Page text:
Real-Time Polymerase Chain Reaction (PCR)

Total RNA (2 μg) was incubated with DNase I for 15 min to synthesize the cDNA that was applied to PCR using the LineGene system (BioFlux, Tokyo, Japan) with the Nox411 (5′-TAACCAAGGGCCAGAGTATCACT-3′ and 5′-CCGGGAGGGTGGGTATCTAA-3′) and GAPDH (5′-AGTTCAAGAACGCCTTACCA-3′ and 5′-GCTCGCACACGGAAGTT-3′) primers under the following conditions: 95°C for 5 min, 40 cycles at 95°C for 15 s, 60°C for 15 s and 72°C for 30 s.

Back to Top | Article Outline

NF-κB Activation

SV40-transformed mouse vascular endothelial cells (SVEC4) were stably transfected with a cis-reporter plasmid containing the luciferase reporter gene linked to 5 repeated NF-κB binding sites (pNFκB-Luc, Stratagene, La Jolla, CA) as described.12 NF-κB activation was then examined in several clones and luciferase activity was assayed using a kit (Stratagene). We also measured changes in the levels of NF-κB p50 and p65 in nuclear extracts from HUVEC using a transcription factor assay kit (Active Motif Japan, Tokyo). Nuclear extracts were prepared using the NE-PER nuclear extraction reagent (Pierce, Rockford, IL), and then p50 and p65 were quantified using Jurkat nuclear extract as the standard.

Back to Top | Article Outline

Statistical Analysis

Data are presented as mean±SEM. Multiple comparisons were evaluated by ANOVA followed by Fisher protected least-significant difference test. A value of P<0.05 was considered statistically significant.

Back to Top | Article Outline


Effect of Aldosterone on VEGF-induced eNOS Phosphorylation and NO Production in HUVEC

Figure 1A shows that eNOS was phosphorylated (ser1177p-eNOS) 15 min after adding VEGF (100 ng/mL) to HUVEC and reached a maximum after 30 min. Levels of eNOS phosphorylation by VEGF were diminished in cells after incubation with aldosterone (1 μmol/L) for 16 h. Incubating HUVEC with VEGF (100 ng/mL) increased the concentration of bioactive NO in the cell supernatant (measured as NO2+NO3), whereas an incubation with aldosterone (1 μmol/L) for 16 h significantly decreased subsequent NO production (Fig. 1B).

Back to Top | Article Outline

Effect of Aldosterone on Induction of Nox4 mRNA in HUVEC

Incubating HUVEC with aldosterone for 24 h significantly increased the expression of Nox4 mRNA. Figure 2 shows that Nox4 mRNA levels were dose-dependently increased up to 1 κmol/L and then reached a plateau.

Back to Top | Article Outline

Effect of Aldosterone on NF-κB Activation

We examined whether aldosterone directly causes NF-κB activation by assessing the induction of NF-κB reporter gene expression in SVEC4 endothelial cells. Incubating SVEC4 cells with aldosterone for 2 h did not activate NF-κB-mediated gene transcription (Fig. 3A). In contrast, lipopolysaccharides (LPS) dose-dependently stimulated NF-κB-mediated gene transcription in endothelial cells (positive control; Fig. 3A). Likewise, levels of nuclear p65 and p50 in HUVEC were obviously increased after stimulation with LPS, but not aldosterone for 2 h (Fig. 3B).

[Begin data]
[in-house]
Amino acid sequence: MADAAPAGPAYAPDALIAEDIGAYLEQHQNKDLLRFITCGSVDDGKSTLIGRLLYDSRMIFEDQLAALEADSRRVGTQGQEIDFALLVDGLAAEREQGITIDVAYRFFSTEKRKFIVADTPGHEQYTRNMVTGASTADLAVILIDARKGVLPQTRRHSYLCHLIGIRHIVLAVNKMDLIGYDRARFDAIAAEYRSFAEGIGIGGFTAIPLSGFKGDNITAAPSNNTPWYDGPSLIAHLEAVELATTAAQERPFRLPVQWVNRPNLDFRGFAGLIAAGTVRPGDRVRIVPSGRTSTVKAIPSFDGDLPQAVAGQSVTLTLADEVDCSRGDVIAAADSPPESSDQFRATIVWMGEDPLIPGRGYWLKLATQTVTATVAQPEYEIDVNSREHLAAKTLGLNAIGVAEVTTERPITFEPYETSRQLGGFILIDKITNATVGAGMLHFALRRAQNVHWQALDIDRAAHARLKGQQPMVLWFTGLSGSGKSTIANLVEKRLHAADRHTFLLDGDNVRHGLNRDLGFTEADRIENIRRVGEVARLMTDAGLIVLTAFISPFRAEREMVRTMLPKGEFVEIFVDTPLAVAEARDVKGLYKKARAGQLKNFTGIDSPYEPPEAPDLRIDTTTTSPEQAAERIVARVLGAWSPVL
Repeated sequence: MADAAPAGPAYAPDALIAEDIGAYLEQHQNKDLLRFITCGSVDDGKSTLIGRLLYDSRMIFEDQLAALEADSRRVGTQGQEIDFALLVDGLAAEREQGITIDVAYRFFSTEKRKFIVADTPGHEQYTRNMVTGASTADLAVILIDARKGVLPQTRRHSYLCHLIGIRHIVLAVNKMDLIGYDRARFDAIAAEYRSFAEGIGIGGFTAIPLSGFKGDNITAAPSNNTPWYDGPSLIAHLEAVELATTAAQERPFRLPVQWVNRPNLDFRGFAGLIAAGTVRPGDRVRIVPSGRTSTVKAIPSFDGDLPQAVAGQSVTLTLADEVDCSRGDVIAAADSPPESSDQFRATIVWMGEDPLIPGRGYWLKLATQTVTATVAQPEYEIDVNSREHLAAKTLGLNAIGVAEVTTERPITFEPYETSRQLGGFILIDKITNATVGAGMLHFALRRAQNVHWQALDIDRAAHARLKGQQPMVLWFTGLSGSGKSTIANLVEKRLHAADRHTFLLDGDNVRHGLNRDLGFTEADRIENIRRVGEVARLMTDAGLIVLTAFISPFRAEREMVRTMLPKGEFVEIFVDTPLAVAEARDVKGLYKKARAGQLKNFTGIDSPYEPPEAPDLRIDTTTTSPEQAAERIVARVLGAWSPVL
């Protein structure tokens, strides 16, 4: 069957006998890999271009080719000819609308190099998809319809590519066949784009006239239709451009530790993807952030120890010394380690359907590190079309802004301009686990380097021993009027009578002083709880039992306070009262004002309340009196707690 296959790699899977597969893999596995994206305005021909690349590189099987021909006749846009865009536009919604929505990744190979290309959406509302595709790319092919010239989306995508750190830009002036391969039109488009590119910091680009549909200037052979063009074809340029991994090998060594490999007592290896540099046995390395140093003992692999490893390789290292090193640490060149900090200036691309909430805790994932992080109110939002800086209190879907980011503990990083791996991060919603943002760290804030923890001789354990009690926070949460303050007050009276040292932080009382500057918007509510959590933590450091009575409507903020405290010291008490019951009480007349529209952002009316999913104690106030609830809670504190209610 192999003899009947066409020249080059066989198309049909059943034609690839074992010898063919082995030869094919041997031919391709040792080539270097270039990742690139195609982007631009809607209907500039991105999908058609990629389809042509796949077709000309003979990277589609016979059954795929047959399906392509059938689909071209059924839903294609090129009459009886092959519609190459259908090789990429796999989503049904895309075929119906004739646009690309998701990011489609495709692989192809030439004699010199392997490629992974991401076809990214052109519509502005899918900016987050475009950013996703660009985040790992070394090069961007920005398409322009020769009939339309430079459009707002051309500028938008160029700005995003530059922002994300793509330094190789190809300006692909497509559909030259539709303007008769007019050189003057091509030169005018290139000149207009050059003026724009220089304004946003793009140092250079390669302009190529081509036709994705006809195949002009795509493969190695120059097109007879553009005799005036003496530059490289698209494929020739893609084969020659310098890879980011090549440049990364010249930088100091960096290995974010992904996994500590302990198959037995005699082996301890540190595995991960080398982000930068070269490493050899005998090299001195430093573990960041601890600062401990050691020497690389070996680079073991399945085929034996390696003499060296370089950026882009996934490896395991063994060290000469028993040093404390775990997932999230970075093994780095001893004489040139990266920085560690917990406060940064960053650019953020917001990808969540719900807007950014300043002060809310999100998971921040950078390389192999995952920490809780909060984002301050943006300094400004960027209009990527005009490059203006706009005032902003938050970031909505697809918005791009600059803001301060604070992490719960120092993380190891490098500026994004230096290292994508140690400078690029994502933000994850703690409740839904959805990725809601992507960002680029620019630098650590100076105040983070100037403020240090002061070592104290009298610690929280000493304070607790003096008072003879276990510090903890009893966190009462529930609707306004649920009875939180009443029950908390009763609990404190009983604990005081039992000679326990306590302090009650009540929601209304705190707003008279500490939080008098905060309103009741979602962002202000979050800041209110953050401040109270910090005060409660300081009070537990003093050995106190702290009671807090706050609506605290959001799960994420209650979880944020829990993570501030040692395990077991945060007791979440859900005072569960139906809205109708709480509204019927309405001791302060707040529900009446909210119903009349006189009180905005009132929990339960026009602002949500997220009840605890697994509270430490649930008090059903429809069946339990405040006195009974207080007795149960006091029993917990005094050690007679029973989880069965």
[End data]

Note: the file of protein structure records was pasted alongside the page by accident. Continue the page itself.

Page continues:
Back to Top | Article Outline

Effect of Aldosterone on mRNA Expression of Vascular Cell Adhesion Molecule-1, E-Selectin, Monocyte Chemotactic Protein-1, and Intercellular Adhesion Molecule-1

The effect of aldosterone on the mRNA levels of vascular cell adhesion molecule-1 (VCAM-1), E-selectin, monocyte chemotactic protein-1 (MCP-1), and intercellular adhesion molecule-1 (ICAM-1) in HUVEC was measured by real-time PCR. Figure 4 shows that incubating HUVEC with aldosterone for 24 h significantly increased the gene expression of VCAM-1, E-selectin, MCP-1, and ICAM-1. The expression of these genes induced by aldosterone was significantly inhibited by spironolactone or the NF-κB inhibitor, BAY11-7082 (data not shown).

Back to Top | Article Outline


The RAS is upregulated in the vasculature of atherosclerotic vessels.3 Local angiotensin II generated by the modulation of NADH/NADPH-dependent oxidases may result in NO inactivation, establishing the conditions for atherosclerotic progression. Indeed, a RAS blockade induced with an angiotensin II type 1 receptor blocker ameliorates endothelium-dependent vasomotion by decreasing the NADH oxidase activities in vessel walls and reduces experimental atherosclerosis.13 Recent data suggest that aldosterone mediates some of the effects of angiotensin II. The present study showed that aldosterone induces Nox4 mRNA in HUVEC, which leads to NADPH oxidase activation and O2 production, which may inactivate NO production by endothelial cells. Indeed, the present results showed that aldosterone decreased NO production from HUVEC stimulated with VEGF. This was at least partly caused by aldosterone decreasing the VEGF-induced phosphorylation of ser1177p-eNOS. Furthermore, the induction of superoxide and NO may lead to the production of peroxynitrite, which would subsequently oxidize tetrahydrobiopterin and cause “uncoupling” of the NOS reaction.14,15 Thus, if aldosterone facilitates eNOS uncoupling, then dysfunctional endothelium will produce more O2 and little NO. Indeed, mineralocorticoid receptor antagonism in patients with an upregulated RAS is associated with improved forearm blood flow, suggesting an effect on the NOS pathway.16